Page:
From desktop to mobile in virtual reality or augmented reality, Unreal Engine 4.18 gives you the tools to deliver the types of content users demand. With expanded and improved platform support, you can deliver content wherever users consume it. In our relentless pursuit of a more efficient and streamlined development process, we continue to make updates and improvements to all of our tools so that you can deliver content faster than ever before.
With new lighting features like Volumetric Lightmaps and multi-bounce indirect lighting from Skylights, your worlds can achieve a greater sense of realism and believability. You can even bring the real world into yours with the new Media Framework features that enable real-time compositing. Or, build your world on top of the real world for the ultimate in immersion using Apple's ARKit and Google's ARCore.
Your potential audience is constantly evolving and getting content from new and different platforms. Unreal Engine 4.18 puts your content on every major platform with greater fidelity and higher performance than ever before. We made the desktop forward renderer available on recent iOS devices to enable high quality mobile and AR content that runs blazing fast. WebAssembly is now the default for HTML 5 projects so you can create complex games for the web that load quickly and run smoothly.
Unreal Engine 4.18 enables you to focus your time on the things that matter most. With the new global Find in Blueprints search functionality, you'll never waste time looking for something in multiple Blueprints ever again. We have also added improved Clothing tools, a new Physics Asset Editor, and advanced Material Editor preview support along with a host of other quality of life improvements that significantly speed up the development process.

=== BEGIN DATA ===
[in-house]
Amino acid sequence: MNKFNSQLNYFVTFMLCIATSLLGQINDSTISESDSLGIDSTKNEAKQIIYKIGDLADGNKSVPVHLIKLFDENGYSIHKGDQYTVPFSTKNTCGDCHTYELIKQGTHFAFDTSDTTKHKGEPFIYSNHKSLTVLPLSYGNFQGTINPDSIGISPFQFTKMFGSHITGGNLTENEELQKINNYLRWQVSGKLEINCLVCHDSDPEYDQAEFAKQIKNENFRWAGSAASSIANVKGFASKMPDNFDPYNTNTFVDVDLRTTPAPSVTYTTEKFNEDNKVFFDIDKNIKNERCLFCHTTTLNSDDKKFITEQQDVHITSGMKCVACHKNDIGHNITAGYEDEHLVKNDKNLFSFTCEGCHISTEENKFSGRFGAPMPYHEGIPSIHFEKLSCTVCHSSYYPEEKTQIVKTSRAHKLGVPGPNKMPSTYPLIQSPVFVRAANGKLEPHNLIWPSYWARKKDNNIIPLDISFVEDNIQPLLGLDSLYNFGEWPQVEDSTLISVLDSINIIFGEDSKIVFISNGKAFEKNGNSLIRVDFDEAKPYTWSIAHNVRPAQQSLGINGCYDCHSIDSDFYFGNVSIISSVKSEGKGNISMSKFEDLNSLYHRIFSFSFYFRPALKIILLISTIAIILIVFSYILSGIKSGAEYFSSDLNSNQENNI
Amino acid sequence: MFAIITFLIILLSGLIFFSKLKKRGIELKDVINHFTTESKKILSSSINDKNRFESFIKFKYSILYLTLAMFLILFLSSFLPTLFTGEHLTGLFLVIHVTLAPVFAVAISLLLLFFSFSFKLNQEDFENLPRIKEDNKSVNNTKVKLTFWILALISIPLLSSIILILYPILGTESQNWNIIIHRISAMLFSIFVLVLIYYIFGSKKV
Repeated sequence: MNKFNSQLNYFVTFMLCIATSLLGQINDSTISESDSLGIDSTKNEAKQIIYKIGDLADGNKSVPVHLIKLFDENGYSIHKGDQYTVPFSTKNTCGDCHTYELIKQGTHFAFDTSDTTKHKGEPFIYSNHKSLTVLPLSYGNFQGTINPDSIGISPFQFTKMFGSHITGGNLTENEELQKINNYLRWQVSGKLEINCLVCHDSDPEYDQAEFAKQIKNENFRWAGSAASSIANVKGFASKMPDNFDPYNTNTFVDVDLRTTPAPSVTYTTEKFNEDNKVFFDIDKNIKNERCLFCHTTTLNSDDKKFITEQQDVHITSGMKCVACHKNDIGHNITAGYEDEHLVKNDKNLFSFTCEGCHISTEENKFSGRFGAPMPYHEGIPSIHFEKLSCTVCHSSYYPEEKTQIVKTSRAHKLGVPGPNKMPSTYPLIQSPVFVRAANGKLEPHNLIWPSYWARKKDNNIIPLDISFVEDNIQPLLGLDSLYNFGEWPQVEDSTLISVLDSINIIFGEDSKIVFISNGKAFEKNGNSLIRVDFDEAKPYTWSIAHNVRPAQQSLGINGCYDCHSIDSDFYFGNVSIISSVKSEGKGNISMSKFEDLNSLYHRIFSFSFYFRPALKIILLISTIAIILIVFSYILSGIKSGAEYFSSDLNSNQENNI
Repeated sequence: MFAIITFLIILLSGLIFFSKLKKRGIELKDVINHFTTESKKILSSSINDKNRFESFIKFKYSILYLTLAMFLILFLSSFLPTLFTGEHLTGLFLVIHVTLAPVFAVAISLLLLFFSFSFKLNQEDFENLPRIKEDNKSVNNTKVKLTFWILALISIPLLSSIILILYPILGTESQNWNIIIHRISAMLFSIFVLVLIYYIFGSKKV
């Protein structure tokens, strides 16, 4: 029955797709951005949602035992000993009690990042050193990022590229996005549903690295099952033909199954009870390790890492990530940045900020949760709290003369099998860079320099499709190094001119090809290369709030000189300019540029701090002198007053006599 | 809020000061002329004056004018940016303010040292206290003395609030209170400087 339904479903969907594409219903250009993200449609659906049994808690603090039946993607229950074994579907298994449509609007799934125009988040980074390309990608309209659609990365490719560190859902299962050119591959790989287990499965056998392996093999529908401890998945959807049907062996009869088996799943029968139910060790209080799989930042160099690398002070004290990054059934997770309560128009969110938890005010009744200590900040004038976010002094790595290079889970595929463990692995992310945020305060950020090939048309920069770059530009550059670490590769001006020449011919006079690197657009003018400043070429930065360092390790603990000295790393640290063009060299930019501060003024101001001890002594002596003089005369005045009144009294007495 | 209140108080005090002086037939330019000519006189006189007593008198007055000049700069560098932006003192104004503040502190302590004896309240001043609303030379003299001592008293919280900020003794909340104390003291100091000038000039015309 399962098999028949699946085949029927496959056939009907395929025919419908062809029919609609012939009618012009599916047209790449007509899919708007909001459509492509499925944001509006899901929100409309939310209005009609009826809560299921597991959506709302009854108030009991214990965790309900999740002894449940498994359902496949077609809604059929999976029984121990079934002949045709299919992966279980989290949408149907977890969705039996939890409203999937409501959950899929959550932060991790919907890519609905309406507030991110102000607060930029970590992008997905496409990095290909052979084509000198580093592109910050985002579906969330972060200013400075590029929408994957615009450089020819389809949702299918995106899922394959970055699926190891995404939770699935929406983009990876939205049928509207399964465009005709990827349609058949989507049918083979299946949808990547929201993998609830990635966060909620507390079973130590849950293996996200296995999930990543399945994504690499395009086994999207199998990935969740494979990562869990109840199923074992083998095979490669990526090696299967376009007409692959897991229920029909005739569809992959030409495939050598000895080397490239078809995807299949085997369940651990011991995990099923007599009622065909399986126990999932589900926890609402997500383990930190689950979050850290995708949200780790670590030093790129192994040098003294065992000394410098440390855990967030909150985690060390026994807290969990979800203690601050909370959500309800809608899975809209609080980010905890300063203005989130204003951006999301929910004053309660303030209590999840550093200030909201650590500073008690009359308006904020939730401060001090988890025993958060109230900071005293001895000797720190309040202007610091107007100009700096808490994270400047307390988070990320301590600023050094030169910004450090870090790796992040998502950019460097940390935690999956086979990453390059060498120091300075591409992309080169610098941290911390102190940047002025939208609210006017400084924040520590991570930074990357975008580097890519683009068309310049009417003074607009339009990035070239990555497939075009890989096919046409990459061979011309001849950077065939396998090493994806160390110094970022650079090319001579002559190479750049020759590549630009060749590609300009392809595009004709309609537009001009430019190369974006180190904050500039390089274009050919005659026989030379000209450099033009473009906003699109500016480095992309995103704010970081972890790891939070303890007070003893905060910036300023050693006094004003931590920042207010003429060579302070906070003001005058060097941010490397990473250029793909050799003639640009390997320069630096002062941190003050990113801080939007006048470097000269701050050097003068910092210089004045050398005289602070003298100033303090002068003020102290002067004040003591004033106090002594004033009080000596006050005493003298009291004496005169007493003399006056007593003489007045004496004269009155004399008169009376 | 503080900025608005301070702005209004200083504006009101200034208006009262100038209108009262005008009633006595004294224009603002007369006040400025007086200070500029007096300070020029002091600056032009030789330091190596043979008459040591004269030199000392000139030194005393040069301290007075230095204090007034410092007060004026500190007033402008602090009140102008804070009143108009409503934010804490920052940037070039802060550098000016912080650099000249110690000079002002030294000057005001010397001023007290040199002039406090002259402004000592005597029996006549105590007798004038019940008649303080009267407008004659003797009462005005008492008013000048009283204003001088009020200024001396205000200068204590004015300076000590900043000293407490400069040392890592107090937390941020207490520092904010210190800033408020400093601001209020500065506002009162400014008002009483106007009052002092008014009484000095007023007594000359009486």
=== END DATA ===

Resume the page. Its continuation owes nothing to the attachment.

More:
In addition to hundreds of updates from Epic, this release includes 98 improvements submitted by the incredible community of Unreal Engine developers on GitHub! Thanks to each of these contributors to Unreal Engine 4.18:
Akihiro Kayama (kayama-shift), Alan Edwardes (alanedwardes), Alec Kosik (akosik), Andrey Yamashev (ayamashev), Artem (umerov1999), aziot, Cameron Angus (kamrann), Carsten Neumann (cneumann), Cengiz Terzibas (yaakuro), Chris Conway (Koderz), Christopher Reed (christopherreed), Cody C. (Mumbles4), Courtland Idstrom (Frugality), DaveC79, DavidNSilva, getnamo, Grant Peters (ggpeters), Guillaume Buisson (monsieurgustav), Harry Kim (shuaiharry), Ian Huff (IanMatthewHuff), IHappyDayI, Ilya (ill), Isabela Schulze (Ereski), Jason Calvert (jasoncalvert), Jesse Yeh (jesseyeh), John McBroom (jimbomcb), Jørgen P. Tjernø (jorgenpt), Josef Gluyas (Josef-CL), Kalle Hämäläinen (kallehamalainen), karanseqwb, Konstantin Nosov (gildor2), Kostas Nakos (jubanka), lwdingNT, Masanori Shinkawa, Mathias Hübscher (user37337), Matt Hoffman (LordNed), Maurice Laveaux (mlaveaux), Michael Allar (Allar), Michael Kösel (TheCodez), Mikayla Hutchinson (mhutch), minichris, Nick Pearson (Nick-Pearson), Nick Verenik (nverenik), Patrice Vignola (PatriceVignola), projectgheist, Rama (EverNewJoy), Roman Chehowski (RChehowski), Roman Maksymyschyn (miracle7), Sam Hocevar (samhocevar), Scott Freeman (gsfreema), Sébastien Rombauts (SRombauts), Sertaç Ogan (SertacOgan), steelixb, stfx, Triplelexx, Vivid Games - Engine Team (enginevividgames), Vladimir Ivanov (ArCorvus), XueBing (DarkSlot), Yujiang Wang (Luoshuang), yhase7, YuchenMei, Zeblote
New: Volumetric Lightmaps
The new Volumetric Lightmaps enable high quality lighting on movable objects from low cost precomputed lighting! Characters, particle systems, instanced foliage, and other dynamic objects appear more grounded to the environment than ever before.
Volumetric Lightmaps store precomputed lighting at all points in space by covering the entire Lightmass Importance Volume with 4x4x4 bricks of lighting samples. Bricks are placed with higher density near static geometry, where indirect lighting is changing the most. This data structure allows efficient interpolation of indirect lighting to any point in space on the GPU. The Volumetric Lightmap is interpolated to each pixel instead of once for the whole component and has more reliable detail than our previous Indirect Lighting Cache method, resulting in fewer cases of light leaking.